Sey Coffee - Page 2

Discuss flavors, brew temperatures, blending, and cupping notes.

#11: Post by Quester »

ShotClock wrote:Is this the kind of thing that might get better with resting?
It's been a while since we had the subscription, but I remember some of these coffees peaking at three weeks.
ShotClock wrote:This was brewed with an aeropress with prismo, 98C water, 2 minute step, and monolith with the grind a bit finer than a pour over grind. I've found this to be a fairly forgiving brew method, and can do a good job extracting pretty much anything.
If you have a V60, give that a go and see how you like it versus the AeroPress.


#12: Post by Milligan »

Chert wrote:Here is a Vista al Bosque offered by Appollon's Gold. Note the rest period recommended. I don't know if they offer that advice for all of their coffees. I have not seen another roaster recommend weeks of rest for a roasted coffee to reach it's full potential. And that begs the question, what is "less than full potential". When I've inquired with folks who love the lightest of roasts, I haven't gotten a real clear picture, but grassy, and underdeveloped is not how they describe such coffees, still needing "to rest".

For the roaster, how do you perform quality control on a coffee if it peaks after 45-70 days?
Great questions. I'd figure they taste the coffees of roast and at different points after while finalizing their profile. So they would know what it should taste like off roast to give the "peak flavor" several weeks later. Hoon features Sey quite often. He says Sey recommends 2 weeks rest minimum with 4 being ideal.

Perhaps it is worth a try to order Sey and immediately brew one then wait the 2 weeks and see what changes.

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#13: Post by Chert replying to Milligan »

I've tried it with my own underdeveloped coffees. Grass did not sprout berries, flowers or bergamot, but a commercially roasted super wush wush did lose some of the harsh anaerobic character (okayokayokay 'bin juice' {shudders}) and become more pleasant. If I find a notion of that ultralight roasting style to more successfully replicate it, then I may try to long rest again. The lightest coffee I've drunk recently which requires feeding slowly through the grinder is Cafe Demitasse Sugarcane decaf. it was pleasant out of the mailer and I have divvied into solo cups for the freezer. I wonder if cellar rest would have opened it up.
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ShotClock (original poster)

#14: Post by ShotClock (original poster) »

Today i tried a couple of different brewing methods with this coffee - a Kalita style pour over in the origami, and a long steep 10 minute aeropress. Both cases were an attempt to see if my previous method was leading to under extraction, which led to the vegetal note. Basically, the unpleasant note was present in both brews, despite the long steep aeropress being definitely in to over extraction.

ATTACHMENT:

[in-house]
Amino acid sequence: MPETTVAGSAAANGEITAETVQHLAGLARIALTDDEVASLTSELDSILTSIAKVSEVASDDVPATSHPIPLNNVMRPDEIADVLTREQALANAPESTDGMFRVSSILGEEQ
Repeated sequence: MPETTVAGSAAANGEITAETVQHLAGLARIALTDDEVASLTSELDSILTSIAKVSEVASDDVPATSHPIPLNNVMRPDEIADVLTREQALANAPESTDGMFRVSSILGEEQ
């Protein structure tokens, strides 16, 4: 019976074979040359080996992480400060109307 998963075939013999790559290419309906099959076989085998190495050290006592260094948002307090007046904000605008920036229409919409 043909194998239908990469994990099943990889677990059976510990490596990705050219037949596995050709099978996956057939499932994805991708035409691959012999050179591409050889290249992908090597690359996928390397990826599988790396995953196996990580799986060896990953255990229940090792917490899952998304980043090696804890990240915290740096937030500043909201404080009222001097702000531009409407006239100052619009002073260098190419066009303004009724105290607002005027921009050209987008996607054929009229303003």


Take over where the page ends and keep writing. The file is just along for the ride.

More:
Today was 3 weeks from the roast date. I'll try again in another week or so, but am not sure what to expect. Chert raises a good point that if the coffee tastes under developed until 4 weeks after roast, how can they tell if a batch is under developed?


#15: Post by SutterMill »

ShotClock wrote:If the coffee tastes under developed until 4 weeks after roast, how can they tell if a batch is under developed?
Just a guess, but they don't.

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#16: Post by Jeff »

That's definitely a guess. Even medium-roast coffee tastes "off" fresh out of the roaster. Or consider a wine maker -- they can be years or decades out until their product is at its prime.

You select your roaster based on their reputation to provide the quality of greens and roasts that you expect at their price point and a flavor profile that you enjoy. You drop them if they fail repeatedly. There are a few that remain.

There certainly are top-quality, light and ultra-light roasters out there. Here's one that is a long way from classic espresso. I consider it to be well developed. It nearly effortless for filter and is reasonably easy to extract as espresso, assuming you deal with it as a light roast and not as you would a medium or darker.


#17: Post by ohwhen »

I like Sey coffee a lot. I don't buy them very frequently, though (their price point is just outside what I'm comfortable with for regular consumption). Of the many coffees I've tried from them, I've had one or two with the characteristics you've described. I usually chalk it up to "not to my tastes" or "I didn't quite dial this in properly." I've considered that it's a bad roast but for me one or two misses for all the excellent coffee I've had form them isn't bad (or at least not bad enough for me to stop buying their beans).


#18: Post by Brien »

in my experience their coffees need a very long rest, 4+ weeks, to get rid of the vegetal/green bell pepper notes. Very weird stuff, seems to break all the rules with regards to resting and peak freshness.

TLDR, maybe let it sit for a couple weeks and try another shot?
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#19: Post by Jeff »

Even for filter, modern light roasts seem to do better with 2-6 weeks of rest. I've got one right now that suggests 30-100 days. For espresso this may be a bit longer. I believe that La Cabra waits at least 3 weeks for espresso in their shop.

This makes buying quality, light-roast coffee from most anywhere in the world viable, without paying for express shipping.

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#20: Post by Chert »

Jeff, how do they do better ? Or if a light roasted coffee tastes green at day 5 are there ways to know that it will come around at day 75?
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